Finding beauty in Transition and the Function of a Cell

Jocelyn DeSisto1 Comment

No matter how much you anticipate and plan for transition you can’t predict the feeling of embarking on a new chapter. With the adrenaline of the move [ if you missed last weeks blog post on our new move to NYC ] wearing off and a tinge of unsettledness taking its place, this week has been about establishing new routines. Attempting to define a new sense of normalcy, we began setting realistic goals and expectations for our first year in NYC. That said, the best place to start was reminding ourselves why we set out to create Lot28, reawakening the excitement and passion that got us started. 


A creature of habit, I have a morning ritual of watching a quick 15 minutes TED talk while I have coffee. Today I stumbled across a clip, Visualizing the Wonder of a Living Cell presented by medical animator David Bolinsky

The clip detailed how Bolinsky and his team illustrate scientific and medical concepts through computer animation. Bolinsky identified the potential of animation early on as a powerful tool for explaining complex scientific concepts. Bolinsky emphasized the spark of discovery that lights up in students' eyes when they are able to apply visual representation to the concepts they’re studying. There is a unique connection forged when students deepen their understanding of concepts that they can then clearly explain to one another.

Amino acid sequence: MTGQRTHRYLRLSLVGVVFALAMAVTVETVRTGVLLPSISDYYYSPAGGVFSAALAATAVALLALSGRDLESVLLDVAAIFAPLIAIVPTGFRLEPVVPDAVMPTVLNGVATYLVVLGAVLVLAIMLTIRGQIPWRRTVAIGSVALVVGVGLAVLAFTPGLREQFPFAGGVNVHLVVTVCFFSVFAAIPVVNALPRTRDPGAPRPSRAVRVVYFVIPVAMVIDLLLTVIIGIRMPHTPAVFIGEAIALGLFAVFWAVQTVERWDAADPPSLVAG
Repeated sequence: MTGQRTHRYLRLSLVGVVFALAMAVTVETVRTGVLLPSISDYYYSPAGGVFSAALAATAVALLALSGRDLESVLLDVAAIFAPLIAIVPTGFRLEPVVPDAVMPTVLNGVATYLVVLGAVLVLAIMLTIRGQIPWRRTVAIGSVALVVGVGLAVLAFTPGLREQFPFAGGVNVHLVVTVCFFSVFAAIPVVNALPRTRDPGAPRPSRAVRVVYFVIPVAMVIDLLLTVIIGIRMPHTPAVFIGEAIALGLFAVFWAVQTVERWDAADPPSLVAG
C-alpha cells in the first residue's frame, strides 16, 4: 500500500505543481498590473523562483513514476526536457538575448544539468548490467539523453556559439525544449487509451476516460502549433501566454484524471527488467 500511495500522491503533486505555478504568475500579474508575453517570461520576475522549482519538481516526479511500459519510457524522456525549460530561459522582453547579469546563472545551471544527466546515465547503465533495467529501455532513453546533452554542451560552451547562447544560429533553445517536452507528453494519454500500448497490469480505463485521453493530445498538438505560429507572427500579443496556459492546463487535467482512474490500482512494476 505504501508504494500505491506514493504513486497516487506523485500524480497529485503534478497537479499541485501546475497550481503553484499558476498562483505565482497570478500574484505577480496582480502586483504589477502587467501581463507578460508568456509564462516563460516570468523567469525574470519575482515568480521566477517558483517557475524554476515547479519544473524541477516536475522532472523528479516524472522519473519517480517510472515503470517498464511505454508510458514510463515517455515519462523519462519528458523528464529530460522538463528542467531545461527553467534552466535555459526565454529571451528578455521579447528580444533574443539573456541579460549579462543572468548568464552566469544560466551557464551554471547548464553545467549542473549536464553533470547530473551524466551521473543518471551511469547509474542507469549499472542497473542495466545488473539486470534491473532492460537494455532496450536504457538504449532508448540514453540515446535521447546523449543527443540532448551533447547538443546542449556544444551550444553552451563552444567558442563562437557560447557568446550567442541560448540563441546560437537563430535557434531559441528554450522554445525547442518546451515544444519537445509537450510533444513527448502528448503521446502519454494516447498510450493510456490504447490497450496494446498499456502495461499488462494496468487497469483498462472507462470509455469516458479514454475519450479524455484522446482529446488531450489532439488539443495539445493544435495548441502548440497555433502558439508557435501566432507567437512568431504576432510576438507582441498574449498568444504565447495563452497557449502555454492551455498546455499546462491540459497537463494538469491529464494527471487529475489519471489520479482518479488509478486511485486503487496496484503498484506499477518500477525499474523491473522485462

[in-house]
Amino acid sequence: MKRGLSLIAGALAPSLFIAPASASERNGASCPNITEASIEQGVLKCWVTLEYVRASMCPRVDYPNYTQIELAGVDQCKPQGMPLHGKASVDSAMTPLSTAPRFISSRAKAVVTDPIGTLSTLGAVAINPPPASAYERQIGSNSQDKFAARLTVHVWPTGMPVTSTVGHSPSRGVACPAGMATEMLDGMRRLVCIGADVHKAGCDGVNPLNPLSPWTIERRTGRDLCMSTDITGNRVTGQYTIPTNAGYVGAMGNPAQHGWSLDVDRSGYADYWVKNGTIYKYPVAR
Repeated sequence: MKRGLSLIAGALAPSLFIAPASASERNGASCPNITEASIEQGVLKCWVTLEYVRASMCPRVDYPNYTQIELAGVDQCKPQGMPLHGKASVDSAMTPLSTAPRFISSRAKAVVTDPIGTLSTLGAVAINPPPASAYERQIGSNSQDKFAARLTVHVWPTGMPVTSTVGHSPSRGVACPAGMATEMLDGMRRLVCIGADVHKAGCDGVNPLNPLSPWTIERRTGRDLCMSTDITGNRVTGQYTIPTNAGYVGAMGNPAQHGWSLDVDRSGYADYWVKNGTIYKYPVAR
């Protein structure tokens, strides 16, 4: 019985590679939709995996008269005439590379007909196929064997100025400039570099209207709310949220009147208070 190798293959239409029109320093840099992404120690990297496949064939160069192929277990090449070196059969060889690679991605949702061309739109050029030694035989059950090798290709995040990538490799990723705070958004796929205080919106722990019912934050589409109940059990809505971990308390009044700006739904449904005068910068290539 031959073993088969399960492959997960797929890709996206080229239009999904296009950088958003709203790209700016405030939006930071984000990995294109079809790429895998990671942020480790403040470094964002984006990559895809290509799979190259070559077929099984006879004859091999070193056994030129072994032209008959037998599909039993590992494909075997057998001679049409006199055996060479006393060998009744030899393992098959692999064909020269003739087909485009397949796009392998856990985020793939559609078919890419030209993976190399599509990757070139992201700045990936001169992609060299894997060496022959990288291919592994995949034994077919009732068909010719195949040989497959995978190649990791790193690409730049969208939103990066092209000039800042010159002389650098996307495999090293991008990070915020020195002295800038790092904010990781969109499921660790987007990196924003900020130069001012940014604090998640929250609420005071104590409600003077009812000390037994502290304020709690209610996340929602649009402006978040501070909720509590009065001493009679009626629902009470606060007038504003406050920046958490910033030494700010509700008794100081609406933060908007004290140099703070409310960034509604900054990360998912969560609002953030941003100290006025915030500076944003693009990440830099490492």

Upon identifying the influential role that animation was going to play within the medical field Bolinsky co-founded XVIVO where he now works with schools and with medical and scientific firms translating the complex processes of microbiology into understandable and compelling films. 

Bolinsky and his team published “The Inner Life of a Cell” in 2007 in collaboration with the BioVision initiative at Harvard's Department of Molecular and Cellular Biology to help illustrate parts of the cellular function. 

Watching Bolinsky speak passionately about the initiative of XVIVO, to beautifully and accurately illustrate biological processes increasing the understanding of complex reactions, I was reminded of the same joy of discovery that I founded Lot28 with. 

Bolinsky and his team have brought that which remains invisible to the naked eye into focus. Watching ‘Visualizing the Wonder of a Living Cell’ I was reminded of the story I set out to illustrate with Lot28. Using jewelry as a wearable vehicle and interpretation of environmental issues I strive to translate the complex and often unseen issues that are contributing to climate change in a new light. Similar to how computer animation has sparked the teaching curriculum for students today I believe the intentional inspiration of contemporary jewelry can be a catalyst to new conversation. 


My goal is to be transparent and honest with all of you in the journey of Lot28. We are still in our first year since launching last November; I am immensely proud of the progress we’ve made but in no way is it always smooth sailing. This week started off a little rough, I like to think I can be flexible and go with the flow but I don’t do well when it comes to uncertainty. Taking a moment to reignite the joy of discovery and inspiration that drives my work I was reminded of why I started Lot28. 


We are always on the lookout for new and exciting content happening in the world of microbiology and climate change. It is safe to assume that if you’re reading this, there are probably some overlapping common interests. 

We want to hear from all of you, what information have you come across lately that inspires you? We love new recommendations; comment and share below!